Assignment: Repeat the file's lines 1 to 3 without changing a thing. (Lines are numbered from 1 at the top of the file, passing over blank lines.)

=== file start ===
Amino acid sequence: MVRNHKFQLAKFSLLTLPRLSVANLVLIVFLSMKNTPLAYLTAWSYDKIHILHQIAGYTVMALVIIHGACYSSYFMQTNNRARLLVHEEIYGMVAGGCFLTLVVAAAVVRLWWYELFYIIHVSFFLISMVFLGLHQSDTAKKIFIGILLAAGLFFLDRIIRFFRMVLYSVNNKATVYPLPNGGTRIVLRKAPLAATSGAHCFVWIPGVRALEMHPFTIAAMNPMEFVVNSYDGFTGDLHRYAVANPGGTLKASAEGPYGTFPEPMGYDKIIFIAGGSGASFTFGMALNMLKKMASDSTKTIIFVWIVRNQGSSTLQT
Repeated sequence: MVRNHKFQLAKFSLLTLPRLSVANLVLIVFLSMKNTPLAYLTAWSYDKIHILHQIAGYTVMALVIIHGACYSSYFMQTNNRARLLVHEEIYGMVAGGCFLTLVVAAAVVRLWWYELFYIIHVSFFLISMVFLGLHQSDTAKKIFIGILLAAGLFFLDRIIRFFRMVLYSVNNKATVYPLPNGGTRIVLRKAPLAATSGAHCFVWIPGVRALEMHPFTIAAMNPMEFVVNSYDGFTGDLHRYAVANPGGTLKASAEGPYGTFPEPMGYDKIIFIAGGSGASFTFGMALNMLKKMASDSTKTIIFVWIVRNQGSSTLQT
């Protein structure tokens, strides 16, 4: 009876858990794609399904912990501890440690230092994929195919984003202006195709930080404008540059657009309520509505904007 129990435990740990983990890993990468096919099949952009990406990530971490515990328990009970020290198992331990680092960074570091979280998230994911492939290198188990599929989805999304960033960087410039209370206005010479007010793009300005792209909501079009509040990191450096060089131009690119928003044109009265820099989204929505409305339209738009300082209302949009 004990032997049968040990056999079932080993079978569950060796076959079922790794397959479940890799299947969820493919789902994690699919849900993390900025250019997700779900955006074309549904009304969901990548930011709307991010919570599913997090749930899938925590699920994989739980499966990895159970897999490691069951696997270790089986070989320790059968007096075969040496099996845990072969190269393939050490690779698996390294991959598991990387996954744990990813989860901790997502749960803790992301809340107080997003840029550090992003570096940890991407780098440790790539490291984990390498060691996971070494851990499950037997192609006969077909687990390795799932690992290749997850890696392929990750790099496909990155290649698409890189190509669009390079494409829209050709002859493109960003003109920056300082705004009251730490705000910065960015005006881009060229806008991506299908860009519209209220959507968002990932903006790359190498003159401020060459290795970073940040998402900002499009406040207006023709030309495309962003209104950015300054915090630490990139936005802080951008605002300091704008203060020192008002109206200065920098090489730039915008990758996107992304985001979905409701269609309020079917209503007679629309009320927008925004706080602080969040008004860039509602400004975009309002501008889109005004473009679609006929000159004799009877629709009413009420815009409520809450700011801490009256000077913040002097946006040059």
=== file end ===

Amino acid sequence: MVRNHKFQLAKFSLLTLPRLSVANLVLIVFLSMKNTPLAYLTAWSYDKIHILHQIAGYTVMALVIIHGACYSSYFMQTNNRARLLVHEEIYGMVAGGCFLTLVVAAAVVRLWWYELFYIIHVSFFLISMVFLGLHQSDTAKKIFIGILLAAGLFFLDRIIRFFRMVLYSVNNKATVYPLPNGGTRIVLRKAPLAATSGAHCFVWIPGVRALEMHPFTIAAMNPMEFVVNSYDGFTGDLHRYAVANPGGTLKASAEGPYGTFPEPMGYDKIIFIAGGSGASFTFGMALNMLKKMASDSTKTIIFVWIVRNQGSSTLQT
Repeated sequence: MVRNHKFQLAKFSLLTLPRLSVANLVLIVFLSMKNTPLAYLTAWSYDKIHILHQIAGYTVMALVIIHGACYSSYFMQTNNRARLLVHEEIYGMVAGGCFLTLVVAAAVVRLWWYELFYIIHVSFFLISMVFLGLHQSDTAKKIFIGILLAAGLFFLDRIIRFFRMVLYSVNNKATVYPLPNGGTRIVLRKAPLAATSGAHCFVWIPGVRALEMHPFTIAAMNPMEFVVNSYDGFTGDLHRYAVANPGGTLKASAEGPYGTFPEPMGYDKIIFIAGGSGASFTFGMALNMLKKMASDSTKTIIFVWIVRNQGSSTLQT
């Protein structure tokens, strides 16, 4: 009876858990794609399904912990501890440690230092994929195919984003202006195709930080404008540059657009309520509505904007 129990435990740990983990890993990468096919099949952009990406990530971490515990328990009970020290198992331990680092960074570091979280998230994911492939290198188990599929989805999304960033960087410039209370206005010479007010793009300005792209909501079009509040990191450096060089131009690119928003044109009265820099989204929505409305339209738009300082209302949009 004990032997049968040990056999079932080993079978569950060796076959079922790794397959479940890799299947969820493919789902994690699919849900993390900025250019997700779900955006074309549904009304969901990548930011709307991010919570599913997090749930899938925590699920994989739980499966990895159970897999490691069951696997270790089986070989320790059968007096075969040496099996845990072969190269393939050490690779698996390294991959598991990387996954744990990813989860901790997502749960803790992301809340107080997003840029550090992003570096940890991407780098440790790539490291984990390498060691996971070494851990499950037997192609006969077909687990390795799932690992290749997850890696392929990750790099496909990155290649698409890189190509669009390079494409829209050709002859493109960003003109920056300082705004009251730490705000910065960015005006881009060229806008991506299908860009519209209220959507968002990932903006790359190498003159401020060459290795970073940040998402900002499009406040207006023709030309495309962003209104950015300054915090630490990139936005802080951008605002300091704008203060020192008002109206200065920098090489730039915008990758996107992304985001979905409701269609309020079917209503007679629309009320927008925004706080602080969040008004860039509602400004975009309002501008889109005004473009679609006929000159004799009877629709009413009420815009409520809450700011801490009256000077913040002097946006040059």